Coach vs. consultant: what’s the difference?

When I speak with people about coaching, I am regularly asked something along the lines of: “What’s the difference between what a coach does and what a consultant does?”

Many business people are familiar with hiring consultants. Typically, consultants are brought on as experts who offer advice, knowledge, and solutions. In essence, consultants are paid to offer answers. Trainers and teachers can also perform a similar function. With these approaches, a client is told the knowledge or information, told what information is key, and may be told what they need to do.

With coaching, the driver of progress is the client. The client is never told – instead they are the holders of the answers. A coach asks powerful questions to spark ideas and to draw out knowledge or insights already present in the client. The coach also acts as an accountability partner to ensure that solutions are implemented and forward action is maintained.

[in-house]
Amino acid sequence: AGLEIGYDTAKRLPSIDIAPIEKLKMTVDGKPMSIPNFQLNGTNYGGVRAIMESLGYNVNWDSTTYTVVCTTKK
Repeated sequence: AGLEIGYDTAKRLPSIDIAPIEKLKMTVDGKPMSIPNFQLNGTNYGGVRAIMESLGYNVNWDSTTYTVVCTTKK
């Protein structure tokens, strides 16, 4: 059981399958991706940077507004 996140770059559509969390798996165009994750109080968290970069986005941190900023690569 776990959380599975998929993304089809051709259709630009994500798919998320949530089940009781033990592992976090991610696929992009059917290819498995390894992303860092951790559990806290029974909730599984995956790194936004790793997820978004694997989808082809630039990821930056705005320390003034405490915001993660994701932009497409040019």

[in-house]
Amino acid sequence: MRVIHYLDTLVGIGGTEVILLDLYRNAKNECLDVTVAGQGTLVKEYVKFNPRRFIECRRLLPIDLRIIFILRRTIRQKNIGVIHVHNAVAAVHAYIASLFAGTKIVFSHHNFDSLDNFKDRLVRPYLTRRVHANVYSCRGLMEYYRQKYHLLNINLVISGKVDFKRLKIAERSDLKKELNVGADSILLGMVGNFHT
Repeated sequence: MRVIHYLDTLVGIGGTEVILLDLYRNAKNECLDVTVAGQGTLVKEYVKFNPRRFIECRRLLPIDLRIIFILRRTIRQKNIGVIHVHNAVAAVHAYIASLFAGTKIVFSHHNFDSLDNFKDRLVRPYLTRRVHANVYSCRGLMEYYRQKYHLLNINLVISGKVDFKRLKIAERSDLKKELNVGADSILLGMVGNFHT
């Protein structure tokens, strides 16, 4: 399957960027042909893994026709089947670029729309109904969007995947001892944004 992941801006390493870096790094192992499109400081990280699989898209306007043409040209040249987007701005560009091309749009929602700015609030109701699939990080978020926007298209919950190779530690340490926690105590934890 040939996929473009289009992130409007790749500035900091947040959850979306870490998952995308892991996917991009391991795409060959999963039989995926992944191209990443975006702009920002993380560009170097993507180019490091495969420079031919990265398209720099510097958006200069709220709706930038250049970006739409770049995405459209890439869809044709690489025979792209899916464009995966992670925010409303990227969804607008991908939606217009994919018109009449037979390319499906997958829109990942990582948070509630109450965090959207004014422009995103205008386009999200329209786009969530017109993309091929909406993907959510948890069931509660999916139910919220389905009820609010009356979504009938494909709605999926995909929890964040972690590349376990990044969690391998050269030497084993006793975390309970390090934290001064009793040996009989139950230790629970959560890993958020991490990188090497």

There is some overlap between the roles of coach and consultant. Both may work with the client to define priorities and set goals. Both may function as a thinking partner or strategist.

I would argue that the roles of coach and consultant are complementary. In fact, a coach can be an excellent resource to sustain change – by working with a client after training has finished or after a consultant’s recommendations have been implemented.

In an era in which knowledge doubles every few months, there is a need for experts to impart their knowledge, and there is also a need for coaches who enable clients to unlock their creativity and adaptability.

About the author

Steven Steven Moyes is an executive and career coach who works with emerging leaders, executives, and business owners to define what they want to achieve, develop an effective strategic plan, and get extraordinary results.

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